• Selden et al J Nucl Med 1997; 38:1327-1333

Pulmonary toxicity evaluation of Fullerene-C60

  • NTP inhalation study conducted under GLP

    • 90 days-nose only exposure, 3hrs/day, 5d/wk

    • B6C3F1 mice and Wistar-Han rats,

    • 50nm (0.5 and 2 mg/m3)

    • 1um (2, 15 and 30 mg/m3 )

  • Preliminary findings

    • Shorter clearance in mouse vs rat

      • Not different by size

    • No biologically significant toxic responses

    • Expected response to particles

    • Comparable surface area-based doses between 50nm and 1um study

Multiwalled nanotubes

  • Ma-Hock et al 2009

    • Nanocyl NC 7000

      • 5–15 nm x 0.1–10 µm, 250–300 m2/g

    • Exposure: head-nose exposed for 6 h/day, 5 days/week, 13 weeks

    • No systemic toxicity.

    • Increased lung weights, multifocal granulomatous inflammation, diffuse histiocytic and neutrophilic inflammation, and intra-alveolar lipoproteinosis in lung and lung-associated lymph nodes

      • 0.5 and 2.5 mg/m3.

“Asbestos like” activity of “long” MWCNT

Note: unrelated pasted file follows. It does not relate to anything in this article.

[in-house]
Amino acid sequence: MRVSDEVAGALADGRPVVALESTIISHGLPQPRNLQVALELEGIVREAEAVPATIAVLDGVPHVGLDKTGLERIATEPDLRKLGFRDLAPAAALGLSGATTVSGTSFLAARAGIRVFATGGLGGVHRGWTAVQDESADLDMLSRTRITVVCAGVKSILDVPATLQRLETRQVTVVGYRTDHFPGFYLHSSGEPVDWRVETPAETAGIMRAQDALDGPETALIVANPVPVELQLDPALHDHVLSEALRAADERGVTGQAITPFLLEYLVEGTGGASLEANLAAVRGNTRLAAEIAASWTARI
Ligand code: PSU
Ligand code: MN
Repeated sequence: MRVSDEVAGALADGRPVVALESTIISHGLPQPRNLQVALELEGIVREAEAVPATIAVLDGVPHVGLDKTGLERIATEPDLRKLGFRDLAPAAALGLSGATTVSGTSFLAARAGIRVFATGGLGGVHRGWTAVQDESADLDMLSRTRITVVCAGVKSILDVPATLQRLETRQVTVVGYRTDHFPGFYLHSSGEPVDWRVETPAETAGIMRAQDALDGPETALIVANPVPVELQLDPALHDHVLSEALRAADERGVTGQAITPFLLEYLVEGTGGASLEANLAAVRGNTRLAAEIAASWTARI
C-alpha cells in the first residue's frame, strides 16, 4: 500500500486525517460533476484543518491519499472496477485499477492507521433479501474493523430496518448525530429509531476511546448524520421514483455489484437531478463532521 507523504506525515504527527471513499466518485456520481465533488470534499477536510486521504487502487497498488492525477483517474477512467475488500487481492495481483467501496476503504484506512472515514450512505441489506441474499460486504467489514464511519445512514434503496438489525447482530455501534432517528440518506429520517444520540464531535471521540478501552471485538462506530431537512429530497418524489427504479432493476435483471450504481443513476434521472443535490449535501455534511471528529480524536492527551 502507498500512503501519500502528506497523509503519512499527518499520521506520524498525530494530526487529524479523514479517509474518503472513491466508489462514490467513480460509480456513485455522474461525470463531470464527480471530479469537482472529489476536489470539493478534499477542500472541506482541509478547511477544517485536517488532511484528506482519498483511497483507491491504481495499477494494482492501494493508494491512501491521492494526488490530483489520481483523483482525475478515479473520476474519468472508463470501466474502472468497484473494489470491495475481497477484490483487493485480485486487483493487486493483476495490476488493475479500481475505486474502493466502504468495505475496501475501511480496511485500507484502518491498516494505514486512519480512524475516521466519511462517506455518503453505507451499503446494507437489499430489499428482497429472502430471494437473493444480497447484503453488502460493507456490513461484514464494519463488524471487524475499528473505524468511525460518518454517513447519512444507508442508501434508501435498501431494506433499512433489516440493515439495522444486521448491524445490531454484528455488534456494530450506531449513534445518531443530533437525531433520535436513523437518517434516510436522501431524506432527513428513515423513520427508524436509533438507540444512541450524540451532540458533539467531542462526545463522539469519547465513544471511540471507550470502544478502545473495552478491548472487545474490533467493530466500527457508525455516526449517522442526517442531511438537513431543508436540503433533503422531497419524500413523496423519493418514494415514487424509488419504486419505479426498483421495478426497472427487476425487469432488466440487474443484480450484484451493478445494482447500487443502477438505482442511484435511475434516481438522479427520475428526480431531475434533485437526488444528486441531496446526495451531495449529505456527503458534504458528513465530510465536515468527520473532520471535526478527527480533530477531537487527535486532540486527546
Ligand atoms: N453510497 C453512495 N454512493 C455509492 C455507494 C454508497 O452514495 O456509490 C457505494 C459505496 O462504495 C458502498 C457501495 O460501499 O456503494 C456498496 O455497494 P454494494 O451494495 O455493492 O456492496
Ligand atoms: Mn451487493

• Poland et al 2008

    • Nature Nanotech 3:423

  • Injection to C57Bl6 mice

    • 50ug or vehicle into peritoneal cavity

    • Evaluation at 7 days

  • Pathology

    • Inflammation

    • Foreign body Giant Cells

    • Granulomas

  • Long MWCNTs and long fibre amosite (LFA) gave similar responses

  • Tangled MWCNT gave different responses

No “asbestos like” activity of short/tangled MWCNT

  • Muller et al 2009

    • Toxicol Sci 110; 442–448

  • 20 mg IP injection – male Wistar rats

    • 24 month followup

    • MWCNT +, MWCNT-, 11nm x 0.7um

    • Crocidolite asbestos 330 nm x 2.5um

  • Clear carcinogenic response with crocidolite but not MWCNT

  • Authors note

    • Model may not be responsive to short fibres

    • Consistent with Poland et al 2008

Key issues for the field of “nanotoxicology”

  • “Are nanomaterials safe?” = “Are chemicals safe?”

    • There is no single type of nanomaterial

  • Effects can scale with surface area

    • Paradigm shift in how we estimate “dose” for assessing risks relative to other agents.

  • Lack of adequate characterization of what a given “test article” is

    • Major obstacle to developing structure-activity relationships

  • Nanoscale phenomena occurs at the interface between chemical space and physical space.

  • Very limited information on exposures

“An Englishman’s never so natural as when he’s holding his tongue.”

Henry James